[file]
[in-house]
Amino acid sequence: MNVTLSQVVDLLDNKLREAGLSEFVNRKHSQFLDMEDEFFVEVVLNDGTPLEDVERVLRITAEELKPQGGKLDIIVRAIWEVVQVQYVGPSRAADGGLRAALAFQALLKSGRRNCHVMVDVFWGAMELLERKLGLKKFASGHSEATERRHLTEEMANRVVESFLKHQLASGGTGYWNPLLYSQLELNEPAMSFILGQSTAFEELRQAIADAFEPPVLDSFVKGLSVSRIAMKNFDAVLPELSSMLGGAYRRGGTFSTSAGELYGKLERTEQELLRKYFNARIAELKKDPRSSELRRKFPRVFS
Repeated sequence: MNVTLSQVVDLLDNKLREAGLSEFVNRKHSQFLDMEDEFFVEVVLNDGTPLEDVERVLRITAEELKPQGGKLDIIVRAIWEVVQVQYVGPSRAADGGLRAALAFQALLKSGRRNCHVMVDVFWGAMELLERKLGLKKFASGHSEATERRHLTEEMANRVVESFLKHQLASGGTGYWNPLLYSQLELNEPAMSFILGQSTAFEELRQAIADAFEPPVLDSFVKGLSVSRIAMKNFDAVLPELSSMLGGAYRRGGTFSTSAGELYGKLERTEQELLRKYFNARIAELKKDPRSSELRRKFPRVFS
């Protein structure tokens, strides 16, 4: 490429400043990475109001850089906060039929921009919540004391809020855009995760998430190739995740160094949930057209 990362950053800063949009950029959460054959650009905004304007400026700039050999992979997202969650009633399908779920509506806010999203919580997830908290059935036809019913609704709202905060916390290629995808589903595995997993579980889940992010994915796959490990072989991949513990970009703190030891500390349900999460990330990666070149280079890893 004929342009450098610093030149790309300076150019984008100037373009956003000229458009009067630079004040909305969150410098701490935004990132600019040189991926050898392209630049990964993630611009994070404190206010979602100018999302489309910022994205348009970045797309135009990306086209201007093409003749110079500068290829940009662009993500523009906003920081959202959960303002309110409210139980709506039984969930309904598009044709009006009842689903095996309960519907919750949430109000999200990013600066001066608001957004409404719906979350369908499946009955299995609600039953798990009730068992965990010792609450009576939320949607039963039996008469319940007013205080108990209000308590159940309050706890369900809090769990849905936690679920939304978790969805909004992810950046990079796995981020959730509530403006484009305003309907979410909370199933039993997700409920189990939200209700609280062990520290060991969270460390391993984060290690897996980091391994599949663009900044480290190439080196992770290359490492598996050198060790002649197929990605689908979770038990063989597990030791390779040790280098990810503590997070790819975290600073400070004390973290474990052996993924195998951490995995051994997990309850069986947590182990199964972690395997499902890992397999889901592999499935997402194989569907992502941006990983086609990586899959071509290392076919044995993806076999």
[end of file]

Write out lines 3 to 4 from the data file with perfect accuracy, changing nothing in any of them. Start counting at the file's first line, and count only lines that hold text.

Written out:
Repeated sequence: MNVTLSQVVDLLDNKLREAGLSEFVNRKHSQFLDMEDEFFVEVVLNDGTPLEDVERVLRITAEELKPQGGKLDIIVRAIWEVVQVQYVGPSRAADGGLRAALAFQALLKSGRRNCHVMVDVFWGAMELLERKLGLKKFASGHSEATERRHLTEEMANRVVESFLKHQLASGGTGYWNPLLYSQLELNEPAMSFILGQSTAFEELRQAIADAFEPPVLDSFVKGLSVSRIAMKNFDAVLPELSSMLGGAYRRGGTFSTSAGELYGKLERTEQELLRKYFNARIAELKKDPRSSELRRKFPRVFS
């Protein structure tokens, strides 16, 4: 490429400043990475109001850089906060039929921009919540004391809020855009995760998430190739995740160094949930057209 990362950053800063949009950029959460054959650009905004304007400026700039050999992979997202969650009633399908779920509506806010999203919580997830908290059935036809019913609704709202905060916390290629995808589903595995997993579980889940992010994915796959490990072989991949513990970009703190030891500390349900999460990330990666070149280079890893 004929342009450098610093030149790309300076150019984008100037373009956003000229458009009067630079004040909305969150410098701490935004990132600019040189991926050898392209630049990964993630611009994070404190206010979602100018999302489309910022994205348009970045797309135009990306086209201007093409003749110079500068290829940009662009993500523009906003920081959202959960303002309110409210139980709506039984969930309904598009044709009006009842689903095996309960519907919750949430109000999200990013600066001066608001957004409404719906979350369908499946009955299995609600039953798990009730068992965990010792609450009576939320949607039963039996008469319940007013205080108990209000308590159940309050706890369900809090769990849905936690679920939304978790969805909004992810950046990079796995981020959730509530403006484009305003309907979410909370199933039993997700409920189990939200209700609280062990520290060991969270460390391993984060290690897996980091391994599949663009900044480290190439080196992770290359490492598996050198060790002649197929990605689908979770038990063989597990030791390779040790280098990810503590997070790819975290600073400070004390973290474990052996993924195998951490995995051994997990309850069986947590182990199964972690395997499902890992397999889901592999499935997402194989569907992502941006990983086609990586899959071509290392076919044995993806076999």